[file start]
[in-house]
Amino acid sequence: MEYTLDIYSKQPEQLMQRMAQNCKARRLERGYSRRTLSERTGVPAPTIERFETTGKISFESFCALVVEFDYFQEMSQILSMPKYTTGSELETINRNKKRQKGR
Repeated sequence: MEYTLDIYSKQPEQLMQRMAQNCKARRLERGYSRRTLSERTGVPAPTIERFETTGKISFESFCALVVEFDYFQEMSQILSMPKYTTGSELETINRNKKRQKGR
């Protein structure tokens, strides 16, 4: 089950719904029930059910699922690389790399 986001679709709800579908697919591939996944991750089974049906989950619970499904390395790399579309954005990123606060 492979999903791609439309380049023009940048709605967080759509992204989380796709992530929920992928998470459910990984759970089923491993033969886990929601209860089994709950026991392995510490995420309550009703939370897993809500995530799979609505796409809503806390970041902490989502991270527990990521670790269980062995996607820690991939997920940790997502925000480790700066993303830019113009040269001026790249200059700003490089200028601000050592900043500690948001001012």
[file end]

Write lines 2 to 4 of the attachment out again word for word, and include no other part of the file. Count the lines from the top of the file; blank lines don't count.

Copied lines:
Amino acid sequence: MEYTLDIYSKQPEQLMQRMAQNCKARRLERGYSRRTLSERTGVPAPTIERFETTGKISFESFCALVVEFDYFQEMSQILSMPKYTTGSELETINRNKKRQKGR
Repeated sequence: MEYTLDIYSKQPEQLMQRMAQNCKARRLERGYSRRTLSERTGVPAPTIERFETTGKISFESFCALVVEFDYFQEMSQILSMPKYTTGSELETINRNKKRQKGR
């Protein structure tokens, strides 16, 4: 089950719904029930059910699922690389790399 986001679709709800579908697919591939996944991750089974049906989950619970499904390395790399579309954005990123606060 492979999903791609439309380049023009940048709605967080759509992204989380796709992530929920992928998470459910990984759970089923491993033969886990929601209860089994709950026991392995510490995420309550009703939370897993809500995530799979609505796409809503806390970041902490989502991270527990990521670790269980062995996607820690991939997920940790997502925000480790700066993303830019113009040269001026790249200059700003490089200028601000050592900043500690948001001012």